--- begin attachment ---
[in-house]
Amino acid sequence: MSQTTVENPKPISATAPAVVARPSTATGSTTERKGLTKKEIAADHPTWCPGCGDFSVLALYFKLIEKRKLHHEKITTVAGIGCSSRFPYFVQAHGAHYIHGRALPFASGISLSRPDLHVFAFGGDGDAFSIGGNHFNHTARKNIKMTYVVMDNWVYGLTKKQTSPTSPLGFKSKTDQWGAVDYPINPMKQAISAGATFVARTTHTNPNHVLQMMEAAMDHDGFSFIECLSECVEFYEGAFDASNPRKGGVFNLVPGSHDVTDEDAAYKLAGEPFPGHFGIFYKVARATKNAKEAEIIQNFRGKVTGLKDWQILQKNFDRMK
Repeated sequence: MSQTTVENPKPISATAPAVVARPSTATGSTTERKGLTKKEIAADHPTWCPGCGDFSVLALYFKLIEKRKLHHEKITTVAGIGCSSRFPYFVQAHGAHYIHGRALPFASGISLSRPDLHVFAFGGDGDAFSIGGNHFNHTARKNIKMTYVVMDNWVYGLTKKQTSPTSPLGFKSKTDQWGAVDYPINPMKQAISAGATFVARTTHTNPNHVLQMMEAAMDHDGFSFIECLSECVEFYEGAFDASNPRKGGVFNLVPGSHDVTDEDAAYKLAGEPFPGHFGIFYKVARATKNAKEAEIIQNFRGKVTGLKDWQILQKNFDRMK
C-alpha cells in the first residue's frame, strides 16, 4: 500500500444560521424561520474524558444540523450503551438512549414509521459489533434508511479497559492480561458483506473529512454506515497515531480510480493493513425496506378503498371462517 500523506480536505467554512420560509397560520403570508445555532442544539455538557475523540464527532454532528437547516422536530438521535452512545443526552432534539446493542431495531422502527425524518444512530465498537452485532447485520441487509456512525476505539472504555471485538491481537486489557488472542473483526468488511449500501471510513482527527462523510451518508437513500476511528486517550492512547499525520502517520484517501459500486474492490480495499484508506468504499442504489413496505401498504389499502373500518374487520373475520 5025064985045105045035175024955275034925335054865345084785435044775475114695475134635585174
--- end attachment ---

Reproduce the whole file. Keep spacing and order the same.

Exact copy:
[in-house]
Amino acid sequence: MSQTTVENPKPISATAPAVVARPSTATGSTTERKGLTKKEIAADHPTWCPGCGDFSVLALYFKLIEKRKLHHEKITTVAGIGCSSRFPYFVQAHGAHYIHGRALPFASGISLSRPDLHVFAFGGDGDAFSIGGNHFNHTARKNIKMTYVVMDNWVYGLTKKQTSPTSPLGFKSKTDQWGAVDYPINPMKQAISAGATFVARTTHTNPNHVLQMMEAAMDHDGFSFIECLSECVEFYEGAFDASNPRKGGVFNLVPGSHDVTDEDAAYKLAGEPFPGHFGIFYKVARATKNAKEAEIIQNFRGKVTGLKDWQILQKNFDRMK
Repeated sequence: MSQTTVENPKPISATAPAVVARPSTATGSTTERKGLTKKEIAADHPTWCPGCGDFSVLALYFKLIEKRKLHHEKITTVAGIGCSSRFPYFVQAHGAHYIHGRALPFASGISLSRPDLHVFAFGGDGDAFSIGGNHFNHTARKNIKMTYVVMDNWVYGLTKKQTSPTSPLGFKSKTDQWGAVDYPINPMKQAISAGATFVARTTHTNPNHVLQMMEAAMDHDGFSFIECLSECVEFYEGAFDASNPRKGGVFNLVPGSHDVTDEDAAYKLAGEPFPGHFGIFYKVARATKNAKEAEIIQNFRGKVTGLKDWQILQKNFDRMK
C-alpha cells in the first residue's frame, strides 16, 4: 500500500444560521424561520474524558444540523450503551438512549414509521459489533434508511479497559492480561458483506473529512454506515497515531480510480493493513425496506378503498371462517 500523506480536505467554512420560509397560520403570508445555532442544539455538557475523540464527532454532528437547516422536530438521535452512545443526552432534539446493542431495531422502527425524518444512530465498537452485532447485520441487509456512525476505539472504555471485538491481537486489557488472542473483526468488511449500501471510513482527527462523510451518508437513500476511528486517550492512547499525520502517520484517501459500486474492490480495499484508506468504499442504489413496505401498504389499502373500518374487520373475520 5025064985045105045035175024955275034925335054865345084785435044775475114695475134635585174